Used 1999 Ford Crown Victoria Review

Edmunds expert review

What's new for 1999

Antilock brakes are now standard on Base and LX models. A stereo with cassette player is also newly standard on the Base model. Deep Wedgewood Blue, Light Blue and Harvest Gold are new exterior colors. Medium Wedgewood Blue, Light Denim Blue and Light Prairie Tan are no longer available.

Vehicle overview

If you've been pinching your pennies to buy a new full-size, rear-drive American sedan, we hope you like Fords. The Blue Oval is the only manufacturer building such cars these days. Decades-old technology allows Ford to keep the prices low, and the car is a favorite among fleet buyers for taxi companies, police departments, or just those who need space and don't want a minivan or sport-ute.

The grand dame of the Ford lineup was redesigned in 1998, getting a formal roofline, more prominent grille, new hood and revised rear styling. Additional changes to the 1998 model included simplifying the option lists and improving the steering and handling. For 1999, Ford makes antilock brakes standard on both models, adds a stereo with cassette to the Base model's standard equipment list, and swaps a few colors around. Added in mid-1996, the natural gas engine remains an available, if pricey, option. Amazingly, this engine makes the natural gas-equipped Crown Victoria one of the cleanest burning cars sold in the United States.

These days the Ford Crown Victoria and its Mercury Grand Marquis stablemate offer much more value than most compact and mid-size cars being peddled at your local auto mall. Think about this: the Crown Vic costs just over $26,000 fully loaded with electric everything and a leather interior. In contrast, a similarly equipped Toyota Avalon runs more than $30,000, and the much smaller Toyota Camry XLE costs $25,000; despite a wimpy (in comparison) V6, tight seating for five, and a comparatively small trunk.

Sporting a big car floaty ride, the Crown Victoria is nonetheless comfortable. The handling and performance group adds a few horsepower and improves the car's stability in the twisties; we recommend it to anyone who enjoys backcountry highways more than mind-numbing interstates for their family vacations. New last year was a Watt's Linkage rear suspension that gives this car's rear axle a 400-percent increase in rigidity, a real payoff in the handling department. Larger brake rotors with dual piston calipers were also added last year, and help pull the car down from high speeds without overheating. The Crown Victoria's traction control, also added in the 1998 redesign, operates at all speeds, using the antilock brakes and engine spark retardation to keep the rear wheels from slipping.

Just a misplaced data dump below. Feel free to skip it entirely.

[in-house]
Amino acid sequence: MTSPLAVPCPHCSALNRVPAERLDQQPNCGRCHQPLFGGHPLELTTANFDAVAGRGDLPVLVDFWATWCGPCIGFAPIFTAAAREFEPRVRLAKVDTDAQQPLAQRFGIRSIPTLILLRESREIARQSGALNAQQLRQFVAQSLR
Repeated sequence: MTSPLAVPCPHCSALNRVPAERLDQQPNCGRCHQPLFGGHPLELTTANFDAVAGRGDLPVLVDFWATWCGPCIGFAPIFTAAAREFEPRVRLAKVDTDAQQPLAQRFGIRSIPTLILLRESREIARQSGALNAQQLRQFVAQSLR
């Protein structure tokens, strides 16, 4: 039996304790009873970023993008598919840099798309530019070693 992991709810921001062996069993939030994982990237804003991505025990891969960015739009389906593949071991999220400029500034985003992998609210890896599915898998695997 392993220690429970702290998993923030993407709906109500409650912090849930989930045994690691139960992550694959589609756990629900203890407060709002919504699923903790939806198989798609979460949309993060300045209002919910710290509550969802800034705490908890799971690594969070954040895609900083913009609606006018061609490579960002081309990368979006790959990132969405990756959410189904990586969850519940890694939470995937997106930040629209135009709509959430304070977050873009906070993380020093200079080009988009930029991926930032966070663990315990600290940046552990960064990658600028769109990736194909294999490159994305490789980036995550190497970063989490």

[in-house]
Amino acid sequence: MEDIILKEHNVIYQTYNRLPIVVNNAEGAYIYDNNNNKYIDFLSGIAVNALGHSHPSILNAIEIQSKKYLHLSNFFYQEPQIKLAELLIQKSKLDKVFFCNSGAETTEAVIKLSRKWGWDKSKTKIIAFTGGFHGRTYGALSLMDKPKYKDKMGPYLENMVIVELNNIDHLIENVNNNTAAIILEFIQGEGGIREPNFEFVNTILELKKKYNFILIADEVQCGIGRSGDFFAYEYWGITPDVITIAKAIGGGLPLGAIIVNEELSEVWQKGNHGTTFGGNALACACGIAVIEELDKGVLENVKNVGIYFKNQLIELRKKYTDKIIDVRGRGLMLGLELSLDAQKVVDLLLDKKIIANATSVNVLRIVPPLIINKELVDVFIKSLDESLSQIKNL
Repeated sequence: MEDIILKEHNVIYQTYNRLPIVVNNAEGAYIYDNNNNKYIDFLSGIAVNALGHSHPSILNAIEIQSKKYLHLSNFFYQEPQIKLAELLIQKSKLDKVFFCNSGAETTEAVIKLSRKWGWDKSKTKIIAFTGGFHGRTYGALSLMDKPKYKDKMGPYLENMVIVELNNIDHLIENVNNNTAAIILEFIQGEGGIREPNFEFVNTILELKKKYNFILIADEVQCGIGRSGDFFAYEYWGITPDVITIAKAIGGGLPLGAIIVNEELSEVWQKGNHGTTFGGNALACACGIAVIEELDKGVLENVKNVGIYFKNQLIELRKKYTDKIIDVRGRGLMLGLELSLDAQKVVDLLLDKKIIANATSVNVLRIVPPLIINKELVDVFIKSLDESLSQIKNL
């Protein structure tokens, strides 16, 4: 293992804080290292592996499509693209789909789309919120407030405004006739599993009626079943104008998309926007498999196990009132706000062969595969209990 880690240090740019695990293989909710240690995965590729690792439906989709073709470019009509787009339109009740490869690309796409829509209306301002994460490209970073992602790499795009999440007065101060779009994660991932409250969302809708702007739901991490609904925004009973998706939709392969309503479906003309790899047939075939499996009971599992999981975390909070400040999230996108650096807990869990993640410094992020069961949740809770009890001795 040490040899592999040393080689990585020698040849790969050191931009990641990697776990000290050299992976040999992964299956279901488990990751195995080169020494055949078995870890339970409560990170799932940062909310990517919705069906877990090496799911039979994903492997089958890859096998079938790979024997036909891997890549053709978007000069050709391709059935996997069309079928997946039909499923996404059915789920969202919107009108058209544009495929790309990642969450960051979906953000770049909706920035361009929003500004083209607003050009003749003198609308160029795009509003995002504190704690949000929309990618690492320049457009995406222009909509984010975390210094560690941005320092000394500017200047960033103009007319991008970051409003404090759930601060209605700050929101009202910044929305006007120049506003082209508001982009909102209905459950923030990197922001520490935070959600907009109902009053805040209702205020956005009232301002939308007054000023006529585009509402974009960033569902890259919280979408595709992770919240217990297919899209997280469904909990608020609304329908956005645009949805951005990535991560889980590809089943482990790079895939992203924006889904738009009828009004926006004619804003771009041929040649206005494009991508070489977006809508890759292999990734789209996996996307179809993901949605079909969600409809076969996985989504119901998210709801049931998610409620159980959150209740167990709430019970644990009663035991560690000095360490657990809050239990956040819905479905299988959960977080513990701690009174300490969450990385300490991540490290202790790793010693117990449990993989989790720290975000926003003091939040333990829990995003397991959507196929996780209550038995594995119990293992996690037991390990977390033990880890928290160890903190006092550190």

So, if you're one of the few people unwilling to pay for a sport utility's high insurance premiums and abysmal gas mileage and if you just can't stand the idea of a minivan, we hope that you like the Crown Victoria. It's your only choice for an American, full-size, rear-wheel drive sedan.

Edmunds expert review process

This review was written by a member of Edmunds' editorial team of expert car reviewers. Our team drives every car you can buy. We put the vehicles through rigorous testing, evaluating how they drive and comparing them in detail to their competitors.

We're also regular people like you, so we pay attention to all the different ways people use their cars every day. We want to know if there's enough room for our families and our weekend gear and whether or not our favorite drink fits in the cupholder. Our editors want to help you make the best decision on a car that fits your life.